As mentioned above, the fundamental point of the text for this class, Steven Pinker's The Language Instinct , is that human linguistic ability is a kind of instinct (though far more complex than the phenomena this word often evokes).
In chapter 2, he gives several kinds of evidence for this position which we'll look at below.
Universality and equality
We have no record of a human culture that lacked language. Furthermore, all languages that we have been able to examine seem to be of roughly the same complexity and to have roughly the same expressive power. This is quite different from familiar aspects of culture.
There are cultures which are objectively primitive technologically. Material innovations are constantly undertaken and passed from one culture to another and have been as far back as we can go, from the use of specific metals for making tools, to the adoption of sedentary agricultural methods, to the use of computers. This is not to say that certain cultures are better than others or to make any sort of value judgment, it is rather the objective observation that culture A has some specific skill or knowledge wich culture B does not. Culture A may be more advanced in certain areas while culture B is more advanced in others.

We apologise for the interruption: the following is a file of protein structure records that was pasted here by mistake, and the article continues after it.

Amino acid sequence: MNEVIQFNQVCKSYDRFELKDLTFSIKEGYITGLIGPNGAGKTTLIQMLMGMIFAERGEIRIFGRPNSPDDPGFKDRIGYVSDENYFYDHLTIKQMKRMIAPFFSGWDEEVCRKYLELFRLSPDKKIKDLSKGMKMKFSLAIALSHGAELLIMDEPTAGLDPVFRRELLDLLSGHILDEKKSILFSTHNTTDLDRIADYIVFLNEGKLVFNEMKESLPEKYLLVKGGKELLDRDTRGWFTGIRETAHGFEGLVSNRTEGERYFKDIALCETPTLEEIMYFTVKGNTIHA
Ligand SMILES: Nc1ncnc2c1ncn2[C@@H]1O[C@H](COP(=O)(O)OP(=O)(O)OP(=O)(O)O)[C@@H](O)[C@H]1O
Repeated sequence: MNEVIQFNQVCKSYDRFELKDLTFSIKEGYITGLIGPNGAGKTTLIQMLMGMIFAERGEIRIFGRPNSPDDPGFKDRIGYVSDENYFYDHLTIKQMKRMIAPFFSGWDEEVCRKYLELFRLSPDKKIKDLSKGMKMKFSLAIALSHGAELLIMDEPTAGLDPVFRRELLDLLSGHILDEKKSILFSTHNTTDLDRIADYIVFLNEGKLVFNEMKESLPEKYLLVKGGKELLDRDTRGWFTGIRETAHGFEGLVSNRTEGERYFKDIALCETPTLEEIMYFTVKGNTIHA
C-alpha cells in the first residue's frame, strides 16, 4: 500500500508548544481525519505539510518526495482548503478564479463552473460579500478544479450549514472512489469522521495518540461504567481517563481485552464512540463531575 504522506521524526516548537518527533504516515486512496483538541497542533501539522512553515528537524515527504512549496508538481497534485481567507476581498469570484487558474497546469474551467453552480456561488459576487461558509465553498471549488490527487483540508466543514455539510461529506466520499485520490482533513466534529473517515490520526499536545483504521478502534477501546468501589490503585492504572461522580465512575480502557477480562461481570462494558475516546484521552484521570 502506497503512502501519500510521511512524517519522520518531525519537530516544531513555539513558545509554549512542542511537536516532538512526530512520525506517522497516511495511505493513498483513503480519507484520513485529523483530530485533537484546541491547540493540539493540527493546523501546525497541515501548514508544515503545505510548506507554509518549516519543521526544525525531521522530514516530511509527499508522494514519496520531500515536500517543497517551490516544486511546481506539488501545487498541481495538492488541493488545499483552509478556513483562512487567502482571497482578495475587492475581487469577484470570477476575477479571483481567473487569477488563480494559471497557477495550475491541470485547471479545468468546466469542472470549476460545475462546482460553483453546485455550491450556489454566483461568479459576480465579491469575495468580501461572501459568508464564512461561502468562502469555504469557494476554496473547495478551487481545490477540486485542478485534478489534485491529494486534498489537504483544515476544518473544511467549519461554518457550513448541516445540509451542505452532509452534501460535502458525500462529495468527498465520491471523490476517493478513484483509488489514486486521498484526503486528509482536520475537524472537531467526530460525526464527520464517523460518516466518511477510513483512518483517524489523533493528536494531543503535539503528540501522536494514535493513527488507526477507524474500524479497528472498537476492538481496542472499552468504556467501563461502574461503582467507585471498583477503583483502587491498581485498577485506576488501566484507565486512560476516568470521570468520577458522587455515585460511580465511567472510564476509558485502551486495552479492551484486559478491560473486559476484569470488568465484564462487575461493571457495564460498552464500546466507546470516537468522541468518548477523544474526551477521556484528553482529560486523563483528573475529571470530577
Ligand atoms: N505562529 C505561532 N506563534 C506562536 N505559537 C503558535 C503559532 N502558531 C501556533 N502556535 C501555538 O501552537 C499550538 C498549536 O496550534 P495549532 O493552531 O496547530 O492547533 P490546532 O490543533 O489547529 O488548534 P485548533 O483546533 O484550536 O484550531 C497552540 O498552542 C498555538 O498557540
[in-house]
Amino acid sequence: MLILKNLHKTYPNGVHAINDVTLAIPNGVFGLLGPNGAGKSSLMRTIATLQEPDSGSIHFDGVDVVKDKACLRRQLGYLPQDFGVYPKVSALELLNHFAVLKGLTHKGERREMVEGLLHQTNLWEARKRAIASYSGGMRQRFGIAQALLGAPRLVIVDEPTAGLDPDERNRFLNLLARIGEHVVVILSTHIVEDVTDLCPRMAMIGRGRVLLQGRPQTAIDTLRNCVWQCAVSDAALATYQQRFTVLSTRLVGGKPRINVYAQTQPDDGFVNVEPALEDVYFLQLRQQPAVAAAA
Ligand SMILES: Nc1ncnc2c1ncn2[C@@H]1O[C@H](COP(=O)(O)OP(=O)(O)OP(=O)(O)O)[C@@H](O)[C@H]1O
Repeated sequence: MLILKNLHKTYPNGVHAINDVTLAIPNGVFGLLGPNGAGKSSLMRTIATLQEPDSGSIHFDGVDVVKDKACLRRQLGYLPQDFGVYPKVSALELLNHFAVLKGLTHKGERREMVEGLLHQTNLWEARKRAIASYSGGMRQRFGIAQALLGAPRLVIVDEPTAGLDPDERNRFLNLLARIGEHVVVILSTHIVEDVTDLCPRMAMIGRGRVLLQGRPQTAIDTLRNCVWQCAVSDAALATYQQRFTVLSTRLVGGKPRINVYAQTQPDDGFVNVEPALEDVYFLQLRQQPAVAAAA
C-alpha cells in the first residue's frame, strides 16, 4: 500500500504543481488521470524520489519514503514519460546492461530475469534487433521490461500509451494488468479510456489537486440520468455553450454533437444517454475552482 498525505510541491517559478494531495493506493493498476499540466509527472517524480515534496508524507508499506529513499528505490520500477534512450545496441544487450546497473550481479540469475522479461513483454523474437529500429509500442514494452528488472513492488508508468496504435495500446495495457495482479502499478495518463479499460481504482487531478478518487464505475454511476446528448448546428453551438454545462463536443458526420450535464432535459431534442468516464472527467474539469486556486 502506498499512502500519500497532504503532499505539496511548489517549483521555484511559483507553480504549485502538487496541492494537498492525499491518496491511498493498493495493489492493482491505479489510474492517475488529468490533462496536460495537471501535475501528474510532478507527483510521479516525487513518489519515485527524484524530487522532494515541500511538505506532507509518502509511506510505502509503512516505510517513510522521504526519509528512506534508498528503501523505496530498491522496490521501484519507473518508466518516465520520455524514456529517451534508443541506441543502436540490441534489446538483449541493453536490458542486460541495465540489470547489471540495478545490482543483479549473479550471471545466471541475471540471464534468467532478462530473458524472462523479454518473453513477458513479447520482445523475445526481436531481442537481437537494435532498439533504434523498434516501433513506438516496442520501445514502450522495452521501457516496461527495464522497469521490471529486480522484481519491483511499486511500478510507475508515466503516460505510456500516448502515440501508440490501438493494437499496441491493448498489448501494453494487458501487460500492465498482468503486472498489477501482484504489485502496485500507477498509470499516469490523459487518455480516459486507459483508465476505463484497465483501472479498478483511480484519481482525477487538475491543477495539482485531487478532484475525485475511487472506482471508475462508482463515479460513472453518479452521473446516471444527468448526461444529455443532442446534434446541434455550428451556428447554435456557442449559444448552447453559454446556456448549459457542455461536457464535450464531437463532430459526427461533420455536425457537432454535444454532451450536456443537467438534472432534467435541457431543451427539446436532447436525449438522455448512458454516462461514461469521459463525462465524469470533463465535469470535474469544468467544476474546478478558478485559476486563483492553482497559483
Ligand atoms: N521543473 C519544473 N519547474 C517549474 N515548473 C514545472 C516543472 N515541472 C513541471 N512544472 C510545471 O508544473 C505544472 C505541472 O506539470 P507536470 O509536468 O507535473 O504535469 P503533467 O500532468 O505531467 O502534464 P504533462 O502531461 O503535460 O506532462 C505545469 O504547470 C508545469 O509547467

But there are no primitive languages.
Different languages do have different amounts of complexity in different areas, but things balance out overall. There is no correlation between the complexity or "logic" of a language and the material sophistication of the people who speak it.
For example, the familiar languages of Europe have a single word corresponding to English we which means "me and at least one other person", but many languages, spoken by people from considerably more primitive material cultures have several words which allow their speakers to be more clear on who else is included with "me". For example, Mohawk, a Native American language, has the following prefix forms:
In certain situations of language contact, a pidgin may arise to serve as a lingua franca or means of communication among people who don't share a common language. A pidgin is not a real language: it has no native speakers, and its grammar is quite simple.